Pandemic-induced energy transition progress temporary – McKinsey
Clean Energy Wire
While the German energy transition made considerable progress in 2020, this could be short-lived as it was largely due to the effects of the coronavirus pandemic, consultancy McKinsey found in its bi-annual Energiewende Index which tracks the progress of the German energy transition. “All in all, the coronavirus effects have not initiated a sustainable trend reversal,” said McKinsey senior partner Thomas Vahlenkamp. “On the contrary, there are many indications that the record results from 2020, which were positive for the energy transition, will be a thing of the past once the economy picks up again after the end of the protective measures.”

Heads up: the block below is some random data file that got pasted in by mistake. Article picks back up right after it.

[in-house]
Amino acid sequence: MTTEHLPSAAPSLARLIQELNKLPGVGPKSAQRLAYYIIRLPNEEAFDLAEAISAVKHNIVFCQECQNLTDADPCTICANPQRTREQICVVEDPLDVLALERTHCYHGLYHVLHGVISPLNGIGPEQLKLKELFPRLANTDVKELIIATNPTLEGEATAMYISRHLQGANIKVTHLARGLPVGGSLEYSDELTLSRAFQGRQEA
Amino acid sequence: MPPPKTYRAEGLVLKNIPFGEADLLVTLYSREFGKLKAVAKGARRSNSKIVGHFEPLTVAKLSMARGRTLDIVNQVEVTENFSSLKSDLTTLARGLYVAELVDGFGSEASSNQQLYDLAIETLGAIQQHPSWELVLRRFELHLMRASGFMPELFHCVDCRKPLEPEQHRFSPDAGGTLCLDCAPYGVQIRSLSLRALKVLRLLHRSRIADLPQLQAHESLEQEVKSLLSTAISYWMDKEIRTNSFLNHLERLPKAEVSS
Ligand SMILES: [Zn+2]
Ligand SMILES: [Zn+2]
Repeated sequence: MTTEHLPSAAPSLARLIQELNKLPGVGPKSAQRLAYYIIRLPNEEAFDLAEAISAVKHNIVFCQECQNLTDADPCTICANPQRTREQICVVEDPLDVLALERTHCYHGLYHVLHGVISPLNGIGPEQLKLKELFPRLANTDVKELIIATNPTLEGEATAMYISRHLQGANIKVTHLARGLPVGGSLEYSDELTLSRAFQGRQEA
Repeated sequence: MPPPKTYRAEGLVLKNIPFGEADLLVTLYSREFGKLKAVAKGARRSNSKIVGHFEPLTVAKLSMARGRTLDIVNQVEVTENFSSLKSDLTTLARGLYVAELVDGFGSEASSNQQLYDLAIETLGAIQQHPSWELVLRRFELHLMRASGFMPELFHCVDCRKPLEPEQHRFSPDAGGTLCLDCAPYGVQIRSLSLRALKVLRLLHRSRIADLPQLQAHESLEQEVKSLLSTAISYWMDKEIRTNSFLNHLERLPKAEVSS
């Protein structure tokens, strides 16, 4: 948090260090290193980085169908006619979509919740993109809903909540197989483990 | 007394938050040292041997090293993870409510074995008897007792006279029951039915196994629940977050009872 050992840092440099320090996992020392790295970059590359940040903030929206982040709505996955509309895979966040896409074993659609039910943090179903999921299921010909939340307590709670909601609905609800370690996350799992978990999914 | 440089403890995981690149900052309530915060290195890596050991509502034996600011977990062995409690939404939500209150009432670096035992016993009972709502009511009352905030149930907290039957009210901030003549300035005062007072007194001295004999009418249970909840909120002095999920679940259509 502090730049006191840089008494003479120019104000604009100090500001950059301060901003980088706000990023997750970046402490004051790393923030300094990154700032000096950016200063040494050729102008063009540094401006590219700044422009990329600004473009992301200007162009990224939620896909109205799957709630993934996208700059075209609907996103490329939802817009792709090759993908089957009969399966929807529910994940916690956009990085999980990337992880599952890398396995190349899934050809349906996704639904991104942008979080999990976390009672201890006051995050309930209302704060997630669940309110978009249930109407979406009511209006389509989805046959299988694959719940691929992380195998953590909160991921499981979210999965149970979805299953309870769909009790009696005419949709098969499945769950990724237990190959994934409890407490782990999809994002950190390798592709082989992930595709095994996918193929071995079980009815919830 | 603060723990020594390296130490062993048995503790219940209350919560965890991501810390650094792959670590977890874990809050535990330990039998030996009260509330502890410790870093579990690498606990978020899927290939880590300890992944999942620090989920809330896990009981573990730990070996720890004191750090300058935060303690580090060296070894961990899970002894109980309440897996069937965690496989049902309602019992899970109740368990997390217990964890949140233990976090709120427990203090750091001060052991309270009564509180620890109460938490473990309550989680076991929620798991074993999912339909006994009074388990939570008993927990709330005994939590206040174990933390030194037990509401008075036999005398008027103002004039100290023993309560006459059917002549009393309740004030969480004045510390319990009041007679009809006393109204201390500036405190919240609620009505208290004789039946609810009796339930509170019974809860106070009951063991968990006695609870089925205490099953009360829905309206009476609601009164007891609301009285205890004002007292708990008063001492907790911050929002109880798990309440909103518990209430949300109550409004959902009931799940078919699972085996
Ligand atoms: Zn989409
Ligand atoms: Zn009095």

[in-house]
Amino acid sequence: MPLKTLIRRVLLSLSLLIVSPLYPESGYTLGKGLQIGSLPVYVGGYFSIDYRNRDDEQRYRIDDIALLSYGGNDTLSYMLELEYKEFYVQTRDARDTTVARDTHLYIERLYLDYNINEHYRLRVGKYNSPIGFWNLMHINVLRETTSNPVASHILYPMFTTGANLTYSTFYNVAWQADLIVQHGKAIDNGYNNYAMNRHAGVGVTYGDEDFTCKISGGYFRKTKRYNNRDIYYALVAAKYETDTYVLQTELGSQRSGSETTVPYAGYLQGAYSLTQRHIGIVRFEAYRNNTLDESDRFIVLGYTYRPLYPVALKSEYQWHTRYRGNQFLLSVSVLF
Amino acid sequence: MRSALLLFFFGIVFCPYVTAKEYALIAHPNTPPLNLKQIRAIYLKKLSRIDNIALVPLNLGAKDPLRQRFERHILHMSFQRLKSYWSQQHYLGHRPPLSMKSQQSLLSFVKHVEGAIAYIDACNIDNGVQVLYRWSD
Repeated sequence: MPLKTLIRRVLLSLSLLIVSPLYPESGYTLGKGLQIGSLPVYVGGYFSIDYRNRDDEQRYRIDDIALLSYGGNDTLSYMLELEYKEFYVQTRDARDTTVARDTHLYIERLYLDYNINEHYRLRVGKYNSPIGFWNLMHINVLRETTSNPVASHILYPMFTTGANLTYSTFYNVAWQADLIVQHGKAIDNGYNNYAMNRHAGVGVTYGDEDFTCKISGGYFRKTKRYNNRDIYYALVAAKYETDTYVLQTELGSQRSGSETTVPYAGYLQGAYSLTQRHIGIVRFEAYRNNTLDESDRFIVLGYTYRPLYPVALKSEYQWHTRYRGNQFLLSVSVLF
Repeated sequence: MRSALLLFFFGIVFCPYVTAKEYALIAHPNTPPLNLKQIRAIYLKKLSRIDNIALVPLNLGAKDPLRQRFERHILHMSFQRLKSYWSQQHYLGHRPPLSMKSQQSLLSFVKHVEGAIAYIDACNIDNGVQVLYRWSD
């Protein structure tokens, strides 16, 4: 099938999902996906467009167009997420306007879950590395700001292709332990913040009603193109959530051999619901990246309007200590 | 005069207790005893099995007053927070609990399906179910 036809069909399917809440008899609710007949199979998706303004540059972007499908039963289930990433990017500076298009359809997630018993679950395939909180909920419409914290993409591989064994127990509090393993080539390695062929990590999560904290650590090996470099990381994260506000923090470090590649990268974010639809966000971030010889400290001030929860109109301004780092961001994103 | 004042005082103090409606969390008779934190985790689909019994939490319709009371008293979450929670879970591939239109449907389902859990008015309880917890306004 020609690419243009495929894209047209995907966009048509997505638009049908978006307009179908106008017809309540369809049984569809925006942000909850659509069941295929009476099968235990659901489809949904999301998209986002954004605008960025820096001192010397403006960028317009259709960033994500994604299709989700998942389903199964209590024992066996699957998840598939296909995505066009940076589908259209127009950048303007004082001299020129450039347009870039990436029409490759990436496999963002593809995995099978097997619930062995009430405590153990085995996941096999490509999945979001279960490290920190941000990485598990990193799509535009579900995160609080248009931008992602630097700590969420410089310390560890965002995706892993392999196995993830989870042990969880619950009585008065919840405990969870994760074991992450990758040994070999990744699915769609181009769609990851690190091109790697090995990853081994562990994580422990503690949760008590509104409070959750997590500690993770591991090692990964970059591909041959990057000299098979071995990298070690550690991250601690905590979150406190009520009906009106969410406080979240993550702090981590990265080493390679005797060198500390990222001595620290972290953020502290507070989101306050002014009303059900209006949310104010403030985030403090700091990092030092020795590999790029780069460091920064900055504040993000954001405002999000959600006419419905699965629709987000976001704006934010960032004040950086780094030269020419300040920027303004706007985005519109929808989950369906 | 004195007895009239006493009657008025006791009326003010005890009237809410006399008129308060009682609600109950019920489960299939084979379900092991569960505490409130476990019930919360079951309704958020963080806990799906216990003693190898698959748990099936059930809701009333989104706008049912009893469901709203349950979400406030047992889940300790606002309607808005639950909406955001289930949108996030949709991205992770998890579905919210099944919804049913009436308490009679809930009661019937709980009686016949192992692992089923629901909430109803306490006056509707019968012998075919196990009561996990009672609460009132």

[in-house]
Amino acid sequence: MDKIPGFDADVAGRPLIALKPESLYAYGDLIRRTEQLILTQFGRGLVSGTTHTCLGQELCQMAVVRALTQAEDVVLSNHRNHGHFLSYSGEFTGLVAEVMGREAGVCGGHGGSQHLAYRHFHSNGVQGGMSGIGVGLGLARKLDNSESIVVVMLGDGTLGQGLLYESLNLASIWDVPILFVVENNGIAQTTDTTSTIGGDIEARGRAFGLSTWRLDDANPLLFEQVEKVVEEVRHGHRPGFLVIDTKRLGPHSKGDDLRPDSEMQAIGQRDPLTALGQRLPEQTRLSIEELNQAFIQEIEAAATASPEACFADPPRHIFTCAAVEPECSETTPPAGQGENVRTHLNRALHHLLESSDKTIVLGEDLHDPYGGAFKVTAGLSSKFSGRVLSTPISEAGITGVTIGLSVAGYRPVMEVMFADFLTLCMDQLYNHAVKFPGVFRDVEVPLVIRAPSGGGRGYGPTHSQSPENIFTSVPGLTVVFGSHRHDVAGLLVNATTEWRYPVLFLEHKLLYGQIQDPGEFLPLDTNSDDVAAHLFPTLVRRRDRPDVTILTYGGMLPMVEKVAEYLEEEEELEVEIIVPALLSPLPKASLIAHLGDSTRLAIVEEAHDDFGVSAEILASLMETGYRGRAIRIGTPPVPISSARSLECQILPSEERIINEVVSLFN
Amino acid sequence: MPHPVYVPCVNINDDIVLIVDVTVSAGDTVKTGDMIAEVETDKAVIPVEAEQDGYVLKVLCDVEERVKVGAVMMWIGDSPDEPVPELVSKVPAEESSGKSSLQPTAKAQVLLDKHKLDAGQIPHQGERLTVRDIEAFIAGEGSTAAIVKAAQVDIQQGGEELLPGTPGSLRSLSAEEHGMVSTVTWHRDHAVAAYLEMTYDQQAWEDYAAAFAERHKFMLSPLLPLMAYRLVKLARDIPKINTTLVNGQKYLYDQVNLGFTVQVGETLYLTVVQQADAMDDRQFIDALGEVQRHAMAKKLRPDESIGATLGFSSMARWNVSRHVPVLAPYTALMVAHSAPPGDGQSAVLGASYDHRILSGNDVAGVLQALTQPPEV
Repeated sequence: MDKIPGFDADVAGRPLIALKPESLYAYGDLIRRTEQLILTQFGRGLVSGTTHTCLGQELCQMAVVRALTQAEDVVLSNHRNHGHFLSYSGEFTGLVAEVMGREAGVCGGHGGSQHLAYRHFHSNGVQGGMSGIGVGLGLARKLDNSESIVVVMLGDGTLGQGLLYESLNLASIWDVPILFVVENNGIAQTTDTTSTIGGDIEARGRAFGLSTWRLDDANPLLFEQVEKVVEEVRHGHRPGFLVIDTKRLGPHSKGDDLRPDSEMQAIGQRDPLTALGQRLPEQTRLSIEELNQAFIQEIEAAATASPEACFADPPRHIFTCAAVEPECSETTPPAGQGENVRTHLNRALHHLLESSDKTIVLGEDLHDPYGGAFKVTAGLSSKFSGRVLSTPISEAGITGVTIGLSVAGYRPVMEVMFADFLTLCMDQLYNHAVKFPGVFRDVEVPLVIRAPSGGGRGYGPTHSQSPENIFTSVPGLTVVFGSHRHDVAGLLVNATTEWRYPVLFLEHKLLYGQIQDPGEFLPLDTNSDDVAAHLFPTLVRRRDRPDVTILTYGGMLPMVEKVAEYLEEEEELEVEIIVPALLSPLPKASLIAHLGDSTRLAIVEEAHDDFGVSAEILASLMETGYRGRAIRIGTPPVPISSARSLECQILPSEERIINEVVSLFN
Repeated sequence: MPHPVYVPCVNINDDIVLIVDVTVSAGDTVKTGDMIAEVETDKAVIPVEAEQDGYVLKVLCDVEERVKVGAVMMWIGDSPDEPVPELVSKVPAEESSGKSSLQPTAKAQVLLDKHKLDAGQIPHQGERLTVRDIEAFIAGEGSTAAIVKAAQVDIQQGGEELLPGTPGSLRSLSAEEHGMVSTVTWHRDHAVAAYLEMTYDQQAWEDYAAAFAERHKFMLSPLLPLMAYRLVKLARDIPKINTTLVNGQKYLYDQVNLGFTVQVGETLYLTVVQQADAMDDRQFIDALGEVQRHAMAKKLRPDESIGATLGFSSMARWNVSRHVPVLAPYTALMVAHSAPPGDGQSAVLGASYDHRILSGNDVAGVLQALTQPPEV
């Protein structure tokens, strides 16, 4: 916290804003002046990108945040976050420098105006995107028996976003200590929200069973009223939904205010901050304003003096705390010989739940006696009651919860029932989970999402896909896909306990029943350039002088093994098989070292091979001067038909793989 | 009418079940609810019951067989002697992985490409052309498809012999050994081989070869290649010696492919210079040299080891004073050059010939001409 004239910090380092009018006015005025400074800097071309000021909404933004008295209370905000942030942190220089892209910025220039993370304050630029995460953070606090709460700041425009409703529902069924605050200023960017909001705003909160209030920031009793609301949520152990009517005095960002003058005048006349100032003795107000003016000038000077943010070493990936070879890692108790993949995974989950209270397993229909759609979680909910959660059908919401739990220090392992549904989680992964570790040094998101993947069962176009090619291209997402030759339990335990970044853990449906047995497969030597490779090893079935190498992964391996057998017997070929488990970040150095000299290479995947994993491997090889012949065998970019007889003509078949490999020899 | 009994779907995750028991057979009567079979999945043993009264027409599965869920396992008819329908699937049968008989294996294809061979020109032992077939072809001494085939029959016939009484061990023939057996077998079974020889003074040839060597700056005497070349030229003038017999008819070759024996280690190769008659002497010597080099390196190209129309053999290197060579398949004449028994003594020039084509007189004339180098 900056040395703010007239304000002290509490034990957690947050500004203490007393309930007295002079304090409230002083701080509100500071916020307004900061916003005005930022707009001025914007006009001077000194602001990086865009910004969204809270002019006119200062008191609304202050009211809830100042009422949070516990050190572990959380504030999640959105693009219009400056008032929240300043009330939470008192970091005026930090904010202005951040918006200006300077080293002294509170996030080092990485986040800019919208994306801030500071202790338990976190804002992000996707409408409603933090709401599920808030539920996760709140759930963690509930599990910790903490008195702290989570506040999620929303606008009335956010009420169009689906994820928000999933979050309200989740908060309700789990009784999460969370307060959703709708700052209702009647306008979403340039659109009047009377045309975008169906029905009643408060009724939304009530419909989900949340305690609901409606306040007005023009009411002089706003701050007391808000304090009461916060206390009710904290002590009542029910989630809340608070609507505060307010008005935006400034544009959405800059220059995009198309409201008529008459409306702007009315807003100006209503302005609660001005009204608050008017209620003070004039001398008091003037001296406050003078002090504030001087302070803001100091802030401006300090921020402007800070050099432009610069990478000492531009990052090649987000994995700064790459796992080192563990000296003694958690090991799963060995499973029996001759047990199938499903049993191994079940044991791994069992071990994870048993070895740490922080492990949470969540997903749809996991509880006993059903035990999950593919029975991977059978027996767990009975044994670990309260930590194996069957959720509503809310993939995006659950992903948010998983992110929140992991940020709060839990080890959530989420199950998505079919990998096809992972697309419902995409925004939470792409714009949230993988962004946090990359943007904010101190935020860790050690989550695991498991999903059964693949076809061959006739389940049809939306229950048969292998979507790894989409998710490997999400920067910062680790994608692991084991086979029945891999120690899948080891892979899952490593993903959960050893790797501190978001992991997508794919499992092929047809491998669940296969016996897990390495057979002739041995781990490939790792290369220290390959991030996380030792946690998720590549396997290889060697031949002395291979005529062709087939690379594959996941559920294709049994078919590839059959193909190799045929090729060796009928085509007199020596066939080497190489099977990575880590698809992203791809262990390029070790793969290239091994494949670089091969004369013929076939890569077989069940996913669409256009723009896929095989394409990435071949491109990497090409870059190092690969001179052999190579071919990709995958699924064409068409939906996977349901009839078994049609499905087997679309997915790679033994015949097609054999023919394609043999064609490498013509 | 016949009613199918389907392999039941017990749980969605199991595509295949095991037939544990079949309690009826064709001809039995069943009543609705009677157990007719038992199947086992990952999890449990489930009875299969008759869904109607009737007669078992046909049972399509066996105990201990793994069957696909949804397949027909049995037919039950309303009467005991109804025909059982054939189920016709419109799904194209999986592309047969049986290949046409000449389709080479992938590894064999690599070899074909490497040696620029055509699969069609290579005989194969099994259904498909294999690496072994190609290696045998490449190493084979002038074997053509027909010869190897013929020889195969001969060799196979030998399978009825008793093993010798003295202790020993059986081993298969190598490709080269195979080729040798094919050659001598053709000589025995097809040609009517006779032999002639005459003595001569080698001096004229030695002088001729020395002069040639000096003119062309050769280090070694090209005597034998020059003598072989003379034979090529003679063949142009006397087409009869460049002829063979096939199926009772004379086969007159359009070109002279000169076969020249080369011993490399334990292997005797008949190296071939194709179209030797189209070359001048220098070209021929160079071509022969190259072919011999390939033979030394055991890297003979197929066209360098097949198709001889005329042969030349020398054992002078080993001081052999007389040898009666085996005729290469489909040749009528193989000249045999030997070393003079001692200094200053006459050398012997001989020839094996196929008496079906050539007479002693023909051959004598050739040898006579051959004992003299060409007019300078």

McKinsey also published a map with a regional overview of green hydrogen needs in Germany by 2050 – an energy source it says will be key to the energy transition. The hydrogen map shows the densely populated industrial region of Rhine-Ruhr as the largest potential cluster, with around 3.5 million tonnes needed. Steel and ammonia production, as well as power generation and building heating, are predicted to be the most important drivers of demand.
The coronavirus outbreak has led to an unprecedented drop in economic activity in many countries around the world, leading to an annual drop in global greenhouse gas emissions in 2020 not seen since WWII. However, emissions are set to rebound as the economy recovers.